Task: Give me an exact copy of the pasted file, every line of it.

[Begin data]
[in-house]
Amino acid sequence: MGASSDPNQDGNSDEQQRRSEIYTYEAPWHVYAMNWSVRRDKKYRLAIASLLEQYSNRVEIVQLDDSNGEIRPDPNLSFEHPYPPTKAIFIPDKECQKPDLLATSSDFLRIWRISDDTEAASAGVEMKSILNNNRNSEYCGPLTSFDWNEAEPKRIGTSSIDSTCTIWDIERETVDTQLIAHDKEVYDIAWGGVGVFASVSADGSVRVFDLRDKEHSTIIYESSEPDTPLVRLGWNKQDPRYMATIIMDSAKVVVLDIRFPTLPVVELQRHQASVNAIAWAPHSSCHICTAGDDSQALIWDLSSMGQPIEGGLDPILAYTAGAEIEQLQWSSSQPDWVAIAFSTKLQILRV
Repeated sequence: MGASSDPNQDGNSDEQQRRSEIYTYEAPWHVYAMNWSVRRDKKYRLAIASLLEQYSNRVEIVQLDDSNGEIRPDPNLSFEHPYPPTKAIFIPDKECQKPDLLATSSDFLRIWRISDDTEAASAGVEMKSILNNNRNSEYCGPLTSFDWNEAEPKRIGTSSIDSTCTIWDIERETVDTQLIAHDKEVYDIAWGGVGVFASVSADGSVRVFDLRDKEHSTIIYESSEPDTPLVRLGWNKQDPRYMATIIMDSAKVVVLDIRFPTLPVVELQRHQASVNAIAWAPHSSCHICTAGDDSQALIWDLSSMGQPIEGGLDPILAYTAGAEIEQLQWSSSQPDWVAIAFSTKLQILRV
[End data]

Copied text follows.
[in-house]
Amino acid sequence: MGASSDPNQDGNSDEQQRRSEIYTYEAPWHVYAMNWSVRRDKKYRLAIASLLEQYSNRVEIVQLDDSNGEIRPDPNLSFEHPYPPTKAIFIPDKECQKPDLLATSSDFLRIWRISDDTEAASAGVEMKSILNNNRNSEYCGPLTSFDWNEAEPKRIGTSSIDSTCTIWDIERETVDTQLIAHDKEVYDIAWGGVGVFASVSADGSVRVFDLRDKEHSTIIYESSEPDTPLVRLGWNKQDPRYMATIIMDSAKVVVLDIRFPTLPVVELQRHQASVNAIAWAPHSSCHICTAGDDSQALIWDLSSMGQPIEGGLDPILAYTAGAEIEQLQWSSSQPDWVAIAFSTKLQILRV
Repeated sequence: MGASSDPNQDGNSDEQQRRSEIYTYEAPWHVYAMNWSVRRDKKYRLAIASLLEQYSNRVEIVQLDDSNGEIRPDPNLSFEHPYPPTKAIFIPDKECQKPDLLATSSDFLRIWRISDDTEAASAGVEMKSILNNNRNSEYCGPLTSFDWNEAEPKRIGTSSIDSTCTIWDIERETVDTQLIAHDKEVYDIAWGGVGVFASVSADGSVRVFDLRDKEHSTIIYESSEPDTPLVRLGWNKQDPRYMATIIMDSAKVVVLDIRFPTLPVVELQRHQASVNAIAWAPHSSCHICTAGDDSQALIWDLSSMGQPIEGGLDPILAYTAGAEIEQLQWSSSQPDWVAIAFSTKLQILRV